> As a noload (no longer on active duty) Marine, Toys for Tots has a special place in my heart. A local group is hosting a Toys Tourney to collect toys for the Marine Corps Reserve's program. My question I have a great kilt in Leatherneck Tartan and would like to wear it to the event, but winters in Michigan are cold. Is there any evidence that pants or other leg coverings were worn in cold temps?
        >

        Keep in mind that the "great kilt" (I.e., belted plaid), as worn in pre-1600 Scotland, was more of a cloak than a body-garment. It would _always_ have been worn over an outfit that, itself, would have been unremarkable as clothing. That outfit presumably varied according to resources, class, weather, etc. I know that there are post-1600 portraits showing men wearing a belted plaid over outfits that included bias-cut trews along with a doublet/jacket type garment.

        Tangwystyl
      • Steven Gillan
        Marine, You are indeed pushing the great kilt timeline envelop a bit. Doesn t matter much however. It is an almost 17th century garment. (1585). You may
        Message 3 of 6 , Nov 2, 2011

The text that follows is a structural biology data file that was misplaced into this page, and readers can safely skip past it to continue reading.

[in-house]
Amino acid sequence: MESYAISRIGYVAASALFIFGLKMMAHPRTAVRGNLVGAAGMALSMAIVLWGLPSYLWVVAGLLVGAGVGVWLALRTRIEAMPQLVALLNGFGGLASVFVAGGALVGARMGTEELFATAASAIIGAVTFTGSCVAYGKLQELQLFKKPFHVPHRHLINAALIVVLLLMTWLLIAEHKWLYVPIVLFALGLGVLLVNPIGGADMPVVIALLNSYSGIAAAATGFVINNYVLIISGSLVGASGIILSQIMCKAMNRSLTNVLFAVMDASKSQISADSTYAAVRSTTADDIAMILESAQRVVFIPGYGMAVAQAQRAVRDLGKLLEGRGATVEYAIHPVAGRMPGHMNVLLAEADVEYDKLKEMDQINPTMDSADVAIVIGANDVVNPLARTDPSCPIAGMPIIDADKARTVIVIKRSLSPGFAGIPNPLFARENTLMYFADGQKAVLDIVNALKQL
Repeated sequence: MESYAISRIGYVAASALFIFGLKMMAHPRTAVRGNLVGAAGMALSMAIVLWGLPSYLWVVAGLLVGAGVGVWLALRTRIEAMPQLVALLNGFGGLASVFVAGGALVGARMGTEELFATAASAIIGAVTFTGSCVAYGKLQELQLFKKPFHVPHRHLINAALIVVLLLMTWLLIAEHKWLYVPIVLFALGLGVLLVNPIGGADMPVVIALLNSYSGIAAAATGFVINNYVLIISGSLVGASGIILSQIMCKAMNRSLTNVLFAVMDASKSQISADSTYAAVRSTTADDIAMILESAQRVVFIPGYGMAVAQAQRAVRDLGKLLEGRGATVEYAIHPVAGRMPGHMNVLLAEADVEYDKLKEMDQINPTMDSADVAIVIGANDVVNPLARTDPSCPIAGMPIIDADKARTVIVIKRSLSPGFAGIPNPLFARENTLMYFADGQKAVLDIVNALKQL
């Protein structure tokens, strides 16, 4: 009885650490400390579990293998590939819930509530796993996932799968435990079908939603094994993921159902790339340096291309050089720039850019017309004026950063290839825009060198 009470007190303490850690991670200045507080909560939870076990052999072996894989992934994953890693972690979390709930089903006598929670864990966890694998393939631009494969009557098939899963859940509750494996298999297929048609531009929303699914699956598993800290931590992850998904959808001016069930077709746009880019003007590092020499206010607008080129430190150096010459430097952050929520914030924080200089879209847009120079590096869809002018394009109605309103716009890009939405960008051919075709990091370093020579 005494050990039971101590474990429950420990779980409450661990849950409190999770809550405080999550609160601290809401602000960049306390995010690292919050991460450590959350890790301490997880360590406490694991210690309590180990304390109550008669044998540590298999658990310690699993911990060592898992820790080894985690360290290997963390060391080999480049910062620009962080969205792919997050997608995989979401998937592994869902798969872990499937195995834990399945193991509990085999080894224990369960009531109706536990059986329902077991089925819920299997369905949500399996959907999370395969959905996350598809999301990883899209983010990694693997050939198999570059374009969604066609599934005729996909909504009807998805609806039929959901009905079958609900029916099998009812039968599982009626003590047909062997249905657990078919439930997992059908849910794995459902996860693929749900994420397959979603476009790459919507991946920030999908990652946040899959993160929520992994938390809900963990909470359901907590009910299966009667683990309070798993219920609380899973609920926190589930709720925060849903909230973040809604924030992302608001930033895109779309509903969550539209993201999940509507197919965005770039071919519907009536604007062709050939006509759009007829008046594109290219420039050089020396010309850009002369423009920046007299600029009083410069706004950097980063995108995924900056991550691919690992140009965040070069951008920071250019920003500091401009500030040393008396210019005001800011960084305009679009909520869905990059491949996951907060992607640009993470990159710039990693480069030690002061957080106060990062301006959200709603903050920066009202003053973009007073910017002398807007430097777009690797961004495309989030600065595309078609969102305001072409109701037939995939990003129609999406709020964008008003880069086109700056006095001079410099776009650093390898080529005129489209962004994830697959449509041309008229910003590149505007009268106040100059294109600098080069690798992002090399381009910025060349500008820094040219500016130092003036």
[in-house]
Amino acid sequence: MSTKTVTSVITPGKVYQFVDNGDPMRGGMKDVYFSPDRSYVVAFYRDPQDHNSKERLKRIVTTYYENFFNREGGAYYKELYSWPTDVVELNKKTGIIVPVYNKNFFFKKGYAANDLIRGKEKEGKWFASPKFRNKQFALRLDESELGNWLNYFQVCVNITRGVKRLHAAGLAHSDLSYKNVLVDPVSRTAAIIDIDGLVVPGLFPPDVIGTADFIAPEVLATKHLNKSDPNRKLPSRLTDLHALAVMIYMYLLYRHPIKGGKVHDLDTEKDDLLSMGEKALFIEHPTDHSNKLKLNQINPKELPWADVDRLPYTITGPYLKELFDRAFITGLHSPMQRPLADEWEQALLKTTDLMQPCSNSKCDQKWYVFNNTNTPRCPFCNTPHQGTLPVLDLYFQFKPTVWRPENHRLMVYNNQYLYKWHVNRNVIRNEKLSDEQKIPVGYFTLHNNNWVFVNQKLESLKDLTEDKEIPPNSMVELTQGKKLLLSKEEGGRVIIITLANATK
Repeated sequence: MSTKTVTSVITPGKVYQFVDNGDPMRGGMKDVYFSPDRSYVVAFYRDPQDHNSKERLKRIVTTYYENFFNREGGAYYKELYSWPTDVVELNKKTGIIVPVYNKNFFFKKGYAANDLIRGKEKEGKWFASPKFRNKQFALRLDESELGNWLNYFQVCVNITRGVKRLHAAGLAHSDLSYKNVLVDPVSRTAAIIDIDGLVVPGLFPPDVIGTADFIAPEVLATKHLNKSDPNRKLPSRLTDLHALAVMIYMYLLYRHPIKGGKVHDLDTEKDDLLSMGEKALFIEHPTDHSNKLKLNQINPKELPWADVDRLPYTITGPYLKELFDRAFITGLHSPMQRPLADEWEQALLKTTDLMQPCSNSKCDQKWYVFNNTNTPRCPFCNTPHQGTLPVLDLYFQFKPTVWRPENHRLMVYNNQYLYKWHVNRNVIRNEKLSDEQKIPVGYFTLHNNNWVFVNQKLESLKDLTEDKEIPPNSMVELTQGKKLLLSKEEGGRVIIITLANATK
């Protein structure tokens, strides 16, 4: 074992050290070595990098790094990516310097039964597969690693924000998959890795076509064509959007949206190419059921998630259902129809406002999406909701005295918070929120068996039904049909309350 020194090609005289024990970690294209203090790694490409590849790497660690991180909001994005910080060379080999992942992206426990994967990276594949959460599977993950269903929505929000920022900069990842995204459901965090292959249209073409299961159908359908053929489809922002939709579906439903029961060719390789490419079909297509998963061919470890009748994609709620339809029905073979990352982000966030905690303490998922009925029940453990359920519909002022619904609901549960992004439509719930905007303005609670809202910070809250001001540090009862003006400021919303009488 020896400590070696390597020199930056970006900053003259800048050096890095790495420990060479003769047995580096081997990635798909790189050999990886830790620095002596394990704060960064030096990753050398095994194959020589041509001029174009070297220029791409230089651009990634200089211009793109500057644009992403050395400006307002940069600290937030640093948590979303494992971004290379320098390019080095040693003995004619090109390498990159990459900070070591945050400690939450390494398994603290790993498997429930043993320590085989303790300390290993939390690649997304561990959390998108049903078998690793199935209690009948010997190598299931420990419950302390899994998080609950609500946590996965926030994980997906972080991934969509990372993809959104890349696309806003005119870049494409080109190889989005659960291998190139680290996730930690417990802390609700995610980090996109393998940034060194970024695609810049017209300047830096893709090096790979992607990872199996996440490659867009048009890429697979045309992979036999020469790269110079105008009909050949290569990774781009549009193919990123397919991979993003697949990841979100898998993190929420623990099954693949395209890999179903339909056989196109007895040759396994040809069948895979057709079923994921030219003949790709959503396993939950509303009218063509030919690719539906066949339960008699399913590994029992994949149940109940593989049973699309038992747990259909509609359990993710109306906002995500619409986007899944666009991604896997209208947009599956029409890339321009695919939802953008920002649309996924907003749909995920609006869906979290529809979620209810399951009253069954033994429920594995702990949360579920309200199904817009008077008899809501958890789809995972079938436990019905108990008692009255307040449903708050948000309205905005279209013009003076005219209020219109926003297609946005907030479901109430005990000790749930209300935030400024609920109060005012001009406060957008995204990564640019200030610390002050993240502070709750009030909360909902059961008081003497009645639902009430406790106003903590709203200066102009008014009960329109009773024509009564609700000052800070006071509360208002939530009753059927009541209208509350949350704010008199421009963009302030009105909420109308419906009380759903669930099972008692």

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          Marine, You are indeed pushing the great kilt timeline envelop a bit. Doesn't matter much however. It is an almost 17th century garment. (1585). You may wear "truibhas"* of a solid colour or a different tartan under your great kilt. It is likely to be correct to a very early period with plaides, either gathered about you or pleated and belted. or you may wear hose to the top of your calf, heavy knitted ones. Or you may wear hose bias cut from either solid tartan or another "sett" all together. (these resemble the gaiters that squids wear occasionally. Except they have only one seam up the back.) You may wear other "upper hose" long johns pushed up and secured above your knees as far as you like as no one will see them. This arraignment will leave your knees exposed and that may be a difficulty. I know few Marines who have functional knees, the cold can't help much. *Tribuhas / Trews are very much like medieval joined hose. A very good pattern for them can be found in the "Medieval Tailors Assistant". While not exactly triubhas, I think they might serve your purpose. If you look at the pictures on my website www.maccolin.com, you will see an old greyhaired duffer wearing them with an occasional "shoulder plaide". If I can be of further service please let me know. Semper Fi.( disclaimer : While I myself am not now nor have I ever been a Marine, I have two Son in Laws who were. Army myself.)